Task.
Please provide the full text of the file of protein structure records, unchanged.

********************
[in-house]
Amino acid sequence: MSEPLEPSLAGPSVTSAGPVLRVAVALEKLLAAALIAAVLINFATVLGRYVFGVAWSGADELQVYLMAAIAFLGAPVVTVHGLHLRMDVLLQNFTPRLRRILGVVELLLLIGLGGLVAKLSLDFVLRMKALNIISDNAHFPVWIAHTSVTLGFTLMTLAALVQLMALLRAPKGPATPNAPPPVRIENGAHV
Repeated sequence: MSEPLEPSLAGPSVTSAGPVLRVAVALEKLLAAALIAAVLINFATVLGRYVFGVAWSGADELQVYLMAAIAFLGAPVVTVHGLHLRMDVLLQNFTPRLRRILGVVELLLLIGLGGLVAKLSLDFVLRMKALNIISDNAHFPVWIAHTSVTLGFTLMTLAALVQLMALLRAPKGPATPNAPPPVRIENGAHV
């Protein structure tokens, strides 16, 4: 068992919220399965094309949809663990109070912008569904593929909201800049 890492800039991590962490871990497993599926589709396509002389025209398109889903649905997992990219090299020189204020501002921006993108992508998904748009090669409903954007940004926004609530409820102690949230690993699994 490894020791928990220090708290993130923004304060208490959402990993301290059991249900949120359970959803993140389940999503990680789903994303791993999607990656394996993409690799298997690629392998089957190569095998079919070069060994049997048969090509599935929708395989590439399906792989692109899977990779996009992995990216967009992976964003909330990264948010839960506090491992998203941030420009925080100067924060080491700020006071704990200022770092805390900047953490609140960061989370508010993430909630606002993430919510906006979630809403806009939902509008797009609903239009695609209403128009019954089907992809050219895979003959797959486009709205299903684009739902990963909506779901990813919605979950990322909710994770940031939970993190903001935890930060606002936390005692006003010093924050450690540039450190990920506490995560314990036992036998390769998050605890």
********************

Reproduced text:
[in-house]
Amino acid sequence: MSEPLEPSLAGPSVTSAGPVLRVAVALEKLLAAALIAAVLINFATVLGRYVFGVAWSGADELQVYLMAAIAFLGAPVVTVHGLHLRMDVLLQNFTPRLRRILGVVELLLLIGLGGLVAKLSLDFVLRMKALNIISDNAHFPVWIAHTSVTLGFTLMTLAALVQLMALLRAPKGPATPNAPPPVRIENGAHV
Repeated sequence: MSEPLEPSLAGPSVTSAGPVLRVAVALEKLLAAALIAAVLINFATVLGRYVFGVAWSGADELQVYLMAAIAFLGAPVVTVHGLHLRMDVLLQNFTPRLRRILGVVELLLLIGLGGLVAKLSLDFVLRMKALNIISDNAHFPVWIAHTSVTLGFTLMTLAALVQLMALLRAPKGPATPNAPPPVRIENGAHV
């Protein structure tokens, strides 16, 4: 068992919220399965094309949809663990109070912008569904593929909201800049 890492800039991590962490871990497993599926589709396509002389025209398109889903649905997992990219090299020189204020501002921006993108992508998904748009090669409903954007940004926004609530409820102690949230690993699994 490894020791928990220090708290993130923004304060208490959402990993301290059991249900949120359970959803993140389940999503990680789903994303791993999607990656394996993409690799298997690629392998089957190569095998079919070069060994049997048969090509599935929708395989590439399906792989692109899977990779996009992995990216967009992976964003909330990264948010839960506090491992998203941030420009925080100067924060080491700020006071704990200022770092805390900047953490609140960061989370508010993430909630606002993430919510906006979630809403806009939902509008797009609903239009695609209403128009019954089907992809050219895979003959797959486009709205299903684009739902990963909506779901990813919605979950990322909710994770940031939970993190903001935890930060606002936390005692006003010093924050450690540039450190990920506490995560314990036992036998390769998050605890």